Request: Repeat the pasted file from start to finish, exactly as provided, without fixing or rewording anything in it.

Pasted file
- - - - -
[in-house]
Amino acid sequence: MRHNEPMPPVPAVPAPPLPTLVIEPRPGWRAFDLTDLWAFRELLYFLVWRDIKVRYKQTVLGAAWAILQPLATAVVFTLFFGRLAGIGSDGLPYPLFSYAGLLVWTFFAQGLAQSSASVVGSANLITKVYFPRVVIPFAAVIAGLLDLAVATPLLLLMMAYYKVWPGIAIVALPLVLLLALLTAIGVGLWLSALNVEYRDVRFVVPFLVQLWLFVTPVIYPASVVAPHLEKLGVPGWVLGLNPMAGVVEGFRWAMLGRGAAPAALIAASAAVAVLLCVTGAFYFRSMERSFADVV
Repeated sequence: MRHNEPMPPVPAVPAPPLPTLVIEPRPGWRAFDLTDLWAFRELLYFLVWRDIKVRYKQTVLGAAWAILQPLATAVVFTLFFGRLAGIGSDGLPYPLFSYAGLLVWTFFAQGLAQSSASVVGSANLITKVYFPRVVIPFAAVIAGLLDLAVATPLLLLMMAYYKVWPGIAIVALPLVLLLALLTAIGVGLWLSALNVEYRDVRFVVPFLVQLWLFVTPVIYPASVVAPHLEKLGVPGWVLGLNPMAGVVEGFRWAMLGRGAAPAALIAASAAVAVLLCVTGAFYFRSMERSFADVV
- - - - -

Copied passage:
[in-house]
Amino acid sequence: MRHNEPMPPVPAVPAPPLPTLVIEPRPGWRAFDLTDLWAFRELLYFLVWRDIKVRYKQTVLGAAWAILQPLATAVVFTLFFGRLAGIGSDGLPYPLFSYAGLLVWTFFAQGLAQSSASVVGSANLITKVYFPRVVIPFAAVIAGLLDLAVATPLLLLMMAYYKVWPGIAIVALPLVLLLALLTAIGVGLWLSALNVEYRDVRFVVPFLVQLWLFVTPVIYPASVVAPHLEKLGVPGWVLGLNPMAGVVEGFRWAMLGRGAAPAALIAASAAVAVLLCVTGAFYFRSMERSFADVV
Repeated sequence: MRHNEPMPPVPAVPAPPLPTLVIEPRPGWRAFDLTDLWAFRELLYFLVWRDIKVRYKQTVLGAAWAILQPLATAVVFTLFFGRLAGIGSDGLPYPLFSYAGLLVWTFFAQGLAQSSASVVGSANLITKVYFPRVVIPFAAVIAGLLDLAVATPLLLLMMAYYKVWPGIAIVALPLVLLLALLTAIGVGLWLSALNVEYRDVRFVVPFLVQLWLFVTPVIYPASVVAPHLEKLGVPGWVLGLNPMAGVVEGFRWAMLGRGAAPAALIAASAAVAVLLCVTGAFYFRSMERSFADVV